Our plans for heading for home required us going back to the coast at Esperance before the journey north to Norseman and out across the Nullarbor. We had reluctantly decided that we couldn’t visit the various farmers from further west and south we had met in Gnarrojin but were curious about the biodynamic farm at Dumbleyung that were the source of Breadwrights old varieties of wheat that we had savoured baked in the oven at the Gnarrojin Community Garden.

Heading south to Wagin and then east to Dumbleyung, the crops had received more rain than around Gnarrojin, but the scale of both the salinity and revegetation work in the low lying parts of the landscape was staggering. Decades of landcare had certainly made an impact but tragically a significant part of the recovery of woody biodiversity may be due to the declining rainfall of recent decades slowing the groundwater recharge that drove the massive increase in salt following clearing of trees and perennial vegetation in the early 20 th century.

Large scale death of trees, including many salt tolerant species across the WA wheatbelt stimulated massive farmer and government supported revegetation that made many areas like this look just like another patch of bush to the casual observer

Lake Dumbleyung is the largest lake in WA, saline of course and dry more often than not, although it has overflowed 4 times in the last 100 years, contributing water to the Blackwood River catchment that enters the sea at Augusta. The short road along the fringing nature reserve to a lookout took us past magnificent fringing vegetation of high salt tolerant Casuarina obesa and majestic Swamp Yate (E. occidentalis). David got some great shots with mirror reflections but the clouds of mosquitoes and midges, combined with need to find a more suitable and legal campsite, had us move on – but not before David realised why the name Lake Dumbleyung seem so familiar from his childhood.

Lake Dumbleyung with E. occidentalis

This was the place where Donald Campbell broke the world speed record on water in 1964, the same year he broke the land speed record at Lake Eyre. Both vehicles were called Blue Bird, in a lineage of vehicles celebrating speed and daring dating back to the 1920s when his father Malcolm Campbell was breaking speed records. In 1964 when David was 9 years old this was very important stuff!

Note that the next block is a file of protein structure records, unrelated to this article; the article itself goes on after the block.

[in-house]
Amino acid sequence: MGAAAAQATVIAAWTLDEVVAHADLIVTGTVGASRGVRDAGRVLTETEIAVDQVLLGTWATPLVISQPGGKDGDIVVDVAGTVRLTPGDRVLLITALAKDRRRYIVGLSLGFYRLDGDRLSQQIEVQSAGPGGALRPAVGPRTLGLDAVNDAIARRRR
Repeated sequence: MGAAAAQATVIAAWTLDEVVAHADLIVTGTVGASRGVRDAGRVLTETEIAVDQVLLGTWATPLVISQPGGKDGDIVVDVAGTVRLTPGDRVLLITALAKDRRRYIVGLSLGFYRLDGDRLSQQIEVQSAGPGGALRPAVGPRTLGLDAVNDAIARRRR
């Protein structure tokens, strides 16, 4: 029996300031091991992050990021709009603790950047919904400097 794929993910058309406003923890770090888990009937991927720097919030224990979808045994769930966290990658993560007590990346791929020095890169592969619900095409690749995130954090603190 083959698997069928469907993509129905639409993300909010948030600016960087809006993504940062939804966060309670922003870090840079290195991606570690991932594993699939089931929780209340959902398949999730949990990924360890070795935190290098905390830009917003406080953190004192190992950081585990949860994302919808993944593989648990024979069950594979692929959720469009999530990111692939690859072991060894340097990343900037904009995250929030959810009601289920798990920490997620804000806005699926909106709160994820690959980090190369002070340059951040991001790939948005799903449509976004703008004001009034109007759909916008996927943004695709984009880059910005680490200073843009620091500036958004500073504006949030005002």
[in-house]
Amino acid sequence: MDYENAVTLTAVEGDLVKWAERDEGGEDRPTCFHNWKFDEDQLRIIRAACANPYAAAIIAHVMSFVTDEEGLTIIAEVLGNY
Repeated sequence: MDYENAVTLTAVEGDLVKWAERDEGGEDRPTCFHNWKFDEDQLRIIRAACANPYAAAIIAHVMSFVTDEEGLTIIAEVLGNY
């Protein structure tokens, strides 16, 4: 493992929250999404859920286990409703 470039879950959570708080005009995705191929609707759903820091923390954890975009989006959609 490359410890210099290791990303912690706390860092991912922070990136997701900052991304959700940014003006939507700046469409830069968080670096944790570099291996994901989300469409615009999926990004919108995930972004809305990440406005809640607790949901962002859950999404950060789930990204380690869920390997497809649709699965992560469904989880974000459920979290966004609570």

The camp south of Dumbleyung in a patch of bush on a hill next to a paddock of barley with great views to the southeast was another wonderful connection to remnant wheat belt flora. Next day we had a late pack up after Su made miso soup and a cabbage salad halfway between coleslaw and sauerkraut for lunch over the next days travelling. A walk around the bush revealed orchids, dryandras, incredible wandoo trees all packed into this small patch that included what appeared to be a recently abandoned gravel quarry.

A spider orchid, one of the more inconspicuous wild flowers we saw

The patch was also home to a substantial mob of kangaroos that had done a neat job grazing the edge few rows of the crop. Not a substantial impact on a paddock that might have been hundreds of hectares, but no doubt an impact kept under control by shooting.

Su inspecting the neat edge crop grazing by the resident kangaroos of the patch of remnant bush where we camped

Back in town we made use of the internet (for a small fee) at the Community Resource Centre, in the absence of any phone service, got some basic supplies and checked out the replica Bluebird completed and on display to mark the 50 th anniversary of the Campbells breaking the speed record. David noted that the Bluebird fuel tank held near 3000 litres of kerosene to sustain its record breaking runs across Lake Dumbleyung, about double the fuel we will have used on our 14,000 km journey by the time we return home.

The Bluebird replica on show in the main street of Dumbleyung

After lunch siting on top of the camper in the very wide and quiet main street we headed out of town east past more giant new cropping equipment, massive green grain, some lupin and canola paddocks, saline samphire flats, huge Yate, Wandoo and Salmon Gums and heathlands with the most extraordinary diversity of form and flower. Lake Grace is a bigger regional centre and had a supply of high-octane fuel we needed for The Blue, which was not available in the town of Bluebird.

Grain header with ute for scale

Camp Tuesday night was near Newdegate in a linear heathland reserve that ran along a straight bitumen road where time between vehicles could be an hour or more. More grain fields and an incredibly diverse native vegetation adapted to soil without the nutrients needed to grow the crops.